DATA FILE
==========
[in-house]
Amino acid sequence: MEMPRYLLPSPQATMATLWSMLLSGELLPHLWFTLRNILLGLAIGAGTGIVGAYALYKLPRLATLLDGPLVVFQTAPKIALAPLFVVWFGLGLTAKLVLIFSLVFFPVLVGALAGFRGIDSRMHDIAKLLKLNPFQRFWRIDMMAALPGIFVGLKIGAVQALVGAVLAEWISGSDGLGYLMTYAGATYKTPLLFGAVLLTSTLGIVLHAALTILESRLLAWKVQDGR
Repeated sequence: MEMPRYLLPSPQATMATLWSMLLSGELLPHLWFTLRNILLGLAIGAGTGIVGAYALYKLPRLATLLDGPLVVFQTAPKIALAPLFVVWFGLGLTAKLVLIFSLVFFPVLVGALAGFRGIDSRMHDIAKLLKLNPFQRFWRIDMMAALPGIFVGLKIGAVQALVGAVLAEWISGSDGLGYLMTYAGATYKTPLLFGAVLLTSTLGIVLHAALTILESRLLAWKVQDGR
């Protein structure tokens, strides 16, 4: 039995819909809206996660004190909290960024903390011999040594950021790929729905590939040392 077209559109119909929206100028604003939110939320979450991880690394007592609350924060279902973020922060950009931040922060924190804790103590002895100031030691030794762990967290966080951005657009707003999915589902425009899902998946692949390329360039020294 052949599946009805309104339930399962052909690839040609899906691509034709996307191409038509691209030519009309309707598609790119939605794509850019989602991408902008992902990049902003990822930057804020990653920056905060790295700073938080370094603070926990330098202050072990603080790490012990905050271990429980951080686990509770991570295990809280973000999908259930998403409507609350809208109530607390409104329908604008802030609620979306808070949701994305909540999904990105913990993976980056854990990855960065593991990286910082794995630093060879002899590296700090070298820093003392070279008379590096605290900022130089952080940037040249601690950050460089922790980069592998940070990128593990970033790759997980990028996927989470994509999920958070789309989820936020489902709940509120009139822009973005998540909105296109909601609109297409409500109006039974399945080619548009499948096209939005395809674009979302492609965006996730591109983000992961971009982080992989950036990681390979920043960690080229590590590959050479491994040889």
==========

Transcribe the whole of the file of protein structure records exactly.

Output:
[in-house]
Amino acid sequence: MEMPRYLLPSPQATMATLWSMLLSGELLPHLWFTLRNILLGLAIGAGTGIVGAYALYKLPRLATLLDGPLVVFQTAPKIALAPLFVVWFGLGLTAKLVLIFSLVFFPVLVGALAGFRGIDSRMHDIAKLLKLNPFQRFWRIDMMAALPGIFVGLKIGAVQALVGAVLAEWISGSDGLGYLMTYAGATYKTPLLFGAVLLTSTLGIVLHAALTILESRLLAWKVQDGR
Repeated sequence: MEMPRYLLPSPQATMATLWSMLLSGELLPHLWFTLRNILLGLAIGAGTGIVGAYALYKLPRLATLLDGPLVVFQTAPKIALAPLFVVWFGLGLTAKLVLIFSLVFFPVLVGALAGFRGIDSRMHDIAKLLKLNPFQRFWRIDMMAALPGIFVGLKIGAVQALVGAVLAEWISGSDGLGYLMTYAGATYKTPLLFGAVLLTSTLGIVLHAALTILESRLLAWKVQDGR
């Protein structure tokens, strides 16, 4: 039995819909809206996660004190909290960024903390011999040594950021790929729905590939040392 077209559109119909929206100028604003939110939320979450991880690394007592609350924060279902973020922060950009931040922060924190804790103590002895100031030691030794762990967290966080951005657009707003999915589902425009899902998946692949390329360039020294 052949599946009805309104339930399962052909690839040609899906691509034709996307191409038509691209030519009309309707598609790119939605794509850019989602991408902008992902990049902003990822930057804020990653920056905060790295700073938080370094603070926990330098202050072990603080790490012990905050271990429980951080686990509770991570295990809280973000999908259930998403409507609350809208109530607390409104329908604008802030609620979306808070949701994305909540999904990105913990993976980056854990990855960065593991990286910082794995630093060879002899590296700090070298820093003392070279008379590096605290900022130089952080940037040249601690950050460089922790980069592998940070990128593990970033790759997980990028996927989470994509999920958070789309989820936020489902709940509120009139822009973005998540909105296109909601609109297409409500109006039974399945080619548009499948096209939005395809674009979302492609965006996730591109983000992961971009982080992989950036990681390979920043960690080229590590590959050479491994040889």